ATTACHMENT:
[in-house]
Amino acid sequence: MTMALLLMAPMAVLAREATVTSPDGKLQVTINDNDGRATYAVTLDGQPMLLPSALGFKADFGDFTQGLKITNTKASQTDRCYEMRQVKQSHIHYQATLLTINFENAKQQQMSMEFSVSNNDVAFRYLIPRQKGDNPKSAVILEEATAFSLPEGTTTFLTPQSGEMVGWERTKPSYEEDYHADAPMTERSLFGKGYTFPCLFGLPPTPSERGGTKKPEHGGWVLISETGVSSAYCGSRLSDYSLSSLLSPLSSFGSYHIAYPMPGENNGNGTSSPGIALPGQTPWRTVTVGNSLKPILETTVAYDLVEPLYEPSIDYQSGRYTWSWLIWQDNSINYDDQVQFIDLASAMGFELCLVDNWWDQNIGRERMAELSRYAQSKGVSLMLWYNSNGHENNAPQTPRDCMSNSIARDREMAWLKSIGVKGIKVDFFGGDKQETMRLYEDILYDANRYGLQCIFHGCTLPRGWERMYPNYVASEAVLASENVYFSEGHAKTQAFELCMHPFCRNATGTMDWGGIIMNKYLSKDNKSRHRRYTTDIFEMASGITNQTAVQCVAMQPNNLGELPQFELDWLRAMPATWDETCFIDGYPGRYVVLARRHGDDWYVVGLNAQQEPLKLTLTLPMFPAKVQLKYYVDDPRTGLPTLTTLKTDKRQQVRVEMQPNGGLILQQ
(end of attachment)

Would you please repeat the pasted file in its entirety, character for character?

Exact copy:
[in-house]
Amino acid sequence: MTMALLLMAPMAVLAREATVTSPDGKLQVTINDNDGRATYAVTLDGQPMLLPSALGFKADFGDFTQGLKITNTKASQTDRCYEMRQVKQSHIHYQATLLTINFENAKQQQMSMEFSVSNNDVAFRYLIPRQKGDNPKSAVILEEATAFSLPEGTTTFLTPQSGEMVGWERTKPSYEEDYHADAPMTERSLFGKGYTFPCLFGLPPTPSERGGTKKPEHGGWVLISETGVSSAYCGSRLSDYSLSSLLSPLSSFGSYHIAYPMPGENNGNGTSSPGIALPGQTPWRTVTVGNSLKPILETTVAYDLVEPLYEPSIDYQSGRYTWSWLIWQDNSINYDDQVQFIDLASAMGFELCLVDNWWDQNIGRERMAELSRYAQSKGVSLMLWYNSNGHENNAPQTPRDCMSNSIARDREMAWLKSIGVKGIKVDFFGGDKQETMRLYEDILYDANRYGLQCIFHGCTLPRGWERMYPNYVASEAVLASENVYFSEGHAKTQAFELCMHPFCRNATGTMDWGGIIMNKYLSKDNKSRHRRYTTDIFEMASGITNQTAVQCVAMQPNNLGELPQFELDWLRAMPATWDETCFIDGYPGRYVVLARRHGDDWYVVGLNAQQEPLKLTLTLPMFPAKVQLKYYVDDPRTGLPTLTTLKTDKRQQVRVEMQPNGGLILQQ